The Reality of Living in an Instant Society

the reality of an instant society

The reality of living in an instant society is that we live in the age of fad diets, quick fixes, instant messenger, social networking, 24/7 live news updates. Everything we want to know, do, see, read, be, we are told we can instantly have.

This is ingrained in us; text that person now to see if they’re on campus, who was that in the film last night? You want that dress, then get next day delivery? You want to be thin, follow this fad.

Regardless of cost (sometimes), we now expect everything to happen straight away the second that we need it.

But what happens when it takes longer than this instance? When it takes you an hour or three, a day, a week, a month? Oh, it’s a bit too much effort, or it seems too far away so just forget it, and move onto something we can do right now.

And why wouldn’t we?

Our attention span has diminished to practically nada and we can now only focus for a small amount of time until we revert to something easier and instant, like scrolling through Instagram briefly glimpsing at a well-angled-filtered-picture of someone else’s life.

The life that you see on Instagram, you want to live in an instant. But it’s so far from your own life and it would take you so long to get there that you give up before you try. Then you’re left feeling worse than you did before.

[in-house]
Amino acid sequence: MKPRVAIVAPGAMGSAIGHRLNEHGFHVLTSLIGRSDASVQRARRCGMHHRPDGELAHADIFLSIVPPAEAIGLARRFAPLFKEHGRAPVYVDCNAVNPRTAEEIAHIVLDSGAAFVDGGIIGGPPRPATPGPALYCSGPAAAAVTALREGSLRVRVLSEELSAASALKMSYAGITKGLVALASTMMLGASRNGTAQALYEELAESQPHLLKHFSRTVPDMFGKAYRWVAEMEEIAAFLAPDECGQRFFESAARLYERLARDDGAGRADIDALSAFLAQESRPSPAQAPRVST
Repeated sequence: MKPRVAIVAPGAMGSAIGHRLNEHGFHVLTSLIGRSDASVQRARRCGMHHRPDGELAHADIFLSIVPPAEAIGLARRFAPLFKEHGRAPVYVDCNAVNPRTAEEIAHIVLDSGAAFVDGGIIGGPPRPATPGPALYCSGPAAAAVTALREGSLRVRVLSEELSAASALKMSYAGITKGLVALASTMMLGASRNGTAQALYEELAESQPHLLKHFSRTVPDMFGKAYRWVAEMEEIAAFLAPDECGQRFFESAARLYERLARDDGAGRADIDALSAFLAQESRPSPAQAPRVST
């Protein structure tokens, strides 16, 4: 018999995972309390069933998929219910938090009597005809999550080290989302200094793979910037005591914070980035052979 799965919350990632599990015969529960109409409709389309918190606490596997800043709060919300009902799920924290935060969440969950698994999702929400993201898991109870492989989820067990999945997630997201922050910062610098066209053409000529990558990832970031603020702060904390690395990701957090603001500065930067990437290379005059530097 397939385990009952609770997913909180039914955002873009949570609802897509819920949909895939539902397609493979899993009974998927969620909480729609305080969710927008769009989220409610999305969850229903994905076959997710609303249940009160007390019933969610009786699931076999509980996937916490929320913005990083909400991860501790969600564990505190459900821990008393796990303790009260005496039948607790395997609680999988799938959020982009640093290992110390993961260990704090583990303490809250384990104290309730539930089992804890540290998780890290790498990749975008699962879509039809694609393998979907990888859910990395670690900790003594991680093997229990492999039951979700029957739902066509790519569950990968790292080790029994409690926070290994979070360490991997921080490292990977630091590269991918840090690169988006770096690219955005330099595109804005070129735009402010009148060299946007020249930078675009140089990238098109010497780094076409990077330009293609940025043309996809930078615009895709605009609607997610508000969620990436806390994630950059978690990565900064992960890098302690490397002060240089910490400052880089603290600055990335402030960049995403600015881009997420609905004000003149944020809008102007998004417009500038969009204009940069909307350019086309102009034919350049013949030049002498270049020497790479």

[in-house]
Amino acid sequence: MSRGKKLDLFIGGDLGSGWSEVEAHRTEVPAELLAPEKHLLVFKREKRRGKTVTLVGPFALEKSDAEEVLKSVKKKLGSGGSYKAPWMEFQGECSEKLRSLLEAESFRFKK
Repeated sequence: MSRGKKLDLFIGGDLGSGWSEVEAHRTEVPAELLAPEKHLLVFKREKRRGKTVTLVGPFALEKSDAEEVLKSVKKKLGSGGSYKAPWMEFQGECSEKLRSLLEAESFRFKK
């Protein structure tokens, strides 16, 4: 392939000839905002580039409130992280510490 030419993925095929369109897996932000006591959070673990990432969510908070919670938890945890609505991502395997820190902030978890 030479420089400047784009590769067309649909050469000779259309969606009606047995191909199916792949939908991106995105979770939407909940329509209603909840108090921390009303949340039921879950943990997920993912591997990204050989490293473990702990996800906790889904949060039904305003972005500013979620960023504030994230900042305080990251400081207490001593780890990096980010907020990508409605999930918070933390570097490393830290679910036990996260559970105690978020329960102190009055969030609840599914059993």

I only became aware of how problematic this mindset is when I began increasing my exercise again to lifting weights 3-5 times and cardio 5 times week. I found myself looking for results instantly, questioning every few hours why I was doing something that would take so long to achieve – build muscle and lose weight – when I could feel the ache in my muscles and slimmer shape. But the scales said no pounds lost.

I continually have to remind myself that four months, or six months, or eights months is not a long period of time to wait for results, of course minor results will happen instantly but the main ones occur gradually. And that is normal, even though it doesn’t always feel it.

It’s a constant battle I seem to have at the moment, trying to figure out how to love myself as I am, while I try and change my shape, lean out and dang just go down a size or two. It’s not really a great deal to do, and it’s not like I don’t have enough time or the resources thankfully I do, and I’m doing it.

It’s a cycle we all have to get out of, because some things really do take a good deal of time.

Friendships, relationships, health, fitness, writing a novel, finishing a novel, writing a dissertation. And that’s all okay and normal, you’re deffo normal for taking your time doing all of those things.

The reality of living in an instant society is some things are available straight away, but to grow or change as a person you have to commit to a long-term goal.

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